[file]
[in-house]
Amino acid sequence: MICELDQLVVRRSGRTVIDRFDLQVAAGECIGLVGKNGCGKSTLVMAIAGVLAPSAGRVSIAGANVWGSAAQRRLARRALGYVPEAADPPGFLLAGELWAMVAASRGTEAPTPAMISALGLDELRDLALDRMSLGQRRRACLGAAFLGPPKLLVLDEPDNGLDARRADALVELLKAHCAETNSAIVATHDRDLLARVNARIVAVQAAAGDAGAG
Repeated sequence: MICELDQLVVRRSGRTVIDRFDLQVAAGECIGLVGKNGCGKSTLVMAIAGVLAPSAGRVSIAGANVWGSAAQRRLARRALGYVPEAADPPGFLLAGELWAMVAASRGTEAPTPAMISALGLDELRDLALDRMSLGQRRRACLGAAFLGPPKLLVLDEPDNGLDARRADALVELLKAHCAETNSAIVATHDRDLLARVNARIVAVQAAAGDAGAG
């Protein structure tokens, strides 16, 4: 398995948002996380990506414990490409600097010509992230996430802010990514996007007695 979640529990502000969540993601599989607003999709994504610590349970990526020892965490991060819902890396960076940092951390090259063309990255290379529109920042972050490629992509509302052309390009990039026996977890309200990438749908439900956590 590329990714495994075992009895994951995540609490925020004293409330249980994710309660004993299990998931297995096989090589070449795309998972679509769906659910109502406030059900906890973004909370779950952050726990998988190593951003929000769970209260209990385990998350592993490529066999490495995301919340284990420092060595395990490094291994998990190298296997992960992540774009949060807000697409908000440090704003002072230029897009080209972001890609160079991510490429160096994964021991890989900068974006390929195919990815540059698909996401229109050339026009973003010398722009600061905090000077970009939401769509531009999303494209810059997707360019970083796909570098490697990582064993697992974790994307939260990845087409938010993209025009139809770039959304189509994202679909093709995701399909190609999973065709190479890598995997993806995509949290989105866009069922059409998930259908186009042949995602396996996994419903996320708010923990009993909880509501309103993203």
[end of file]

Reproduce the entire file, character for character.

[in-house]
Amino acid sequence: MICELDQLVVRRSGRTVIDRFDLQVAAGECIGLVGKNGCGKSTLVMAIAGVLAPSAGRVSIAGANVWGSAAQRRLARRALGYVPEAADPPGFLLAGELWAMVAASRGTEAPTPAMISALGLDELRDLALDRMSLGQRRRACLGAAFLGPPKLLVLDEPDNGLDARRADALVELLKAHCAETNSAIVATHDRDLLARVNARIVAVQAAAGDAGAG
Repeated sequence: MICELDQLVVRRSGRTVIDRFDLQVAAGECIGLVGKNGCGKSTLVMAIAGVLAPSAGRVSIAGANVWGSAAQRRLARRALGYVPEAADPPGFLLAGELWAMVAASRGTEAPTPAMISALGLDELRDLALDRMSLGQRRRACLGAAFLGPPKLLVLDEPDNGLDARRADALVELLKAHCAETNSAIVATHDRDLLARVNARIVAVQAAAGDAGAG
């Protein structure tokens, strides 16, 4: 398995948002996380990506414990490409600097010509992230996430802010990514996007007695 979640529990502000969540993601599989607003999709994504610590349970990526020892965490991060819902890396960076940092951390090259063309990255290379529109920042972050490629992509509302052309390009990039026996977890309200990438749908439900956590 590329990714495994075992009895994951995540609490925020004293409330249980994710309660004993299990998931297995096989090589070449795309998972679509769906659910109502406030059900906890973004909370779950952050726990998988190593951003929000769970209260209990385990998350592993490529066999490495995301919340284990420092060595395990490094291994998990190298296997992960992540774009949060807000697409908000440090704003002072230029897009080209972001890609160079991510490429160096994964021991890989900068974006390929195919990815540059698909996401229109050339026009973003010398722009600061905090000077970009939401769509531009999303494209810059997707360019970083796909570098490697990582064993697992974790994307939260990845087409938010993209025009139809770039959304189509994202679909093709995701399909190609999973065709190479890598995997993806995509949290989105866009069922059409998930259908186009042949995602396996996994419903996320708010923990009993909880509501309103993203």